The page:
The Three Rs And an A - Asbestos
Aug. 16, 1993
NEW YORK (AP) _ Condoms and curricula dominated the education debate here in recent years. But while arguments over morality and multiculturalism raged, a more pressing schoolhouse problem went unnoticed - asbestos.
It's getting plenty of attention now, as city officials scramble to clean up a mess that threatens two-thirds of the public schools in the nation's largest system.
They also face another daunting problem: allaying the fears of parents about their children's safety.
The revelation nine days ago that a decade's worth of asbestos testing was worthless left officials groping for words. ''Breathtaking,'' offered Deputy Mayor Norman Steisel. ''Astounding,'' said Thomas D. Thacher of the School Construction Authority.
Overwhelming was more like it. What started out as stunningly bad news quickly evolved into even worse news. The scope of the problem was far beyond what city officials initially believed, raising the possibility that some schools will not open as scheduled Sept. 9.
Mayor David Dinkins vowed that no school will open until it receives a clean bill of health. ''Operation Clean House,'' a joint effort of city agencies, is hiring subcontractors and dispatching 40 teams of inspectors to locate and clean up asbestos.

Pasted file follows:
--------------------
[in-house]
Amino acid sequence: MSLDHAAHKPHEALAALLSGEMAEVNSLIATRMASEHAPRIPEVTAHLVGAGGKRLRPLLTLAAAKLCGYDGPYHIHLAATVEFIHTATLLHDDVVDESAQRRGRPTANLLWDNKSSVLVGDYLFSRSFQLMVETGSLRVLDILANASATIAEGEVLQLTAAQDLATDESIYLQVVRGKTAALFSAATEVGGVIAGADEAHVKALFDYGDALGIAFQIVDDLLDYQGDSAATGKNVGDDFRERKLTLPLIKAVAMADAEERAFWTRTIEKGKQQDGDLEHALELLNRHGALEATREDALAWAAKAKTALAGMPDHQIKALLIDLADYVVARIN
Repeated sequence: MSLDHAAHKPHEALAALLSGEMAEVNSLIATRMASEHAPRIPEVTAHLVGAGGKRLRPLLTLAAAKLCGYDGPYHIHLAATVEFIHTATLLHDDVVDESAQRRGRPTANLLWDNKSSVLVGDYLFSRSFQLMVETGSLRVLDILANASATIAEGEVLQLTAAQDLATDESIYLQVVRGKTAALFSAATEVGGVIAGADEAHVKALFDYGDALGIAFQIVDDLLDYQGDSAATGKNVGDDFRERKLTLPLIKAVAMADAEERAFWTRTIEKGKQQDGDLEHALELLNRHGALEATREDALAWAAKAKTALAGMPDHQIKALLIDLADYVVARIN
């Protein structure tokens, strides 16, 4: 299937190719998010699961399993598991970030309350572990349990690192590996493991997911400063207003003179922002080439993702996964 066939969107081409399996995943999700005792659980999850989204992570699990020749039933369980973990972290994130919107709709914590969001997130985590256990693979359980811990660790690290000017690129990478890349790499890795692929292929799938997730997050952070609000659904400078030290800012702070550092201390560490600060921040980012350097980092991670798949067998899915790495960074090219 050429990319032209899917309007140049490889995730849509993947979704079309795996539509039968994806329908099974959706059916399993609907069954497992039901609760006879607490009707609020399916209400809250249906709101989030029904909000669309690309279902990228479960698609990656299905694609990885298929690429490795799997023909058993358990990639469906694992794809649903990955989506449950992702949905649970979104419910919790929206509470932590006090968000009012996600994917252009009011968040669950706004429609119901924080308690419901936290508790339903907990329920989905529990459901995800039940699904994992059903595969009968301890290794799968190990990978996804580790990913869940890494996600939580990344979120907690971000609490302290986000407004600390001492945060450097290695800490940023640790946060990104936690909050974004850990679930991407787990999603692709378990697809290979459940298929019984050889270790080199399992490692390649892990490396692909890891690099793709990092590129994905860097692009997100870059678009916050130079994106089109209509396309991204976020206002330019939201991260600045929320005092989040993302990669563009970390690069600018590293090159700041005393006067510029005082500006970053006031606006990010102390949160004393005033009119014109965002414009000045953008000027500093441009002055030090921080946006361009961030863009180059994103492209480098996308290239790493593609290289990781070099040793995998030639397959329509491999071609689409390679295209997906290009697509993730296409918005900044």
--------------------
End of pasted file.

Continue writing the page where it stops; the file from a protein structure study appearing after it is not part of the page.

Despite their efforts, barely 25 percent of the city's schools had been visited by Friday. Only seven schools were fully inspected; asbestos was found in all seven.
The scandal, which is under investigation by federal authorities, is the latest blow to a beleaguered school system in which only 42.9 percent of the high schoolers enrolled in September 1988 graduated in four years.
A search is under way for a new chancellor. The outgoing chief, Joseph Fernandez, was ousted following a contentious debate over condom distribution in high schools and a controversial elementary school curriculum that included acceptance of gay men and lesbians.
The asbestos problem now has overshadowed those discussions. Initially, the city said 714 of its 1,069 schools showed evidence of possible asbestos problems.
Further investigation showed schools initially believed clean were not, while those which could be tainted were worse than first believed.
What went wrong?
An asbestos task force, responsible for checking city schools for the cancer-causing material, was never monitored; it completely botched the job, a city report said.
No problems were uncovered until the authority, in routine work, turned up asbestos in 70 locations that had been certified as clean between 1989 and 1992. The subsequent investigation revealed the system-wide abuses.
The workers involved - 53 Board of Education employees and their director - were reassigned to new jobs. Dinkins also canceled four dozen city contracts with Enviro-Safe, a Manhattan company hired to oversee the asbestos testing.
Even as it cleans up, the city is trying to convince adults the problem is under control.
''This is all about these kids going to school in September in a safe, healthful environment,'' said Harvey Garner, the acting schools chancellor, a day after angry parents blasted the Board of Education in a public meeting.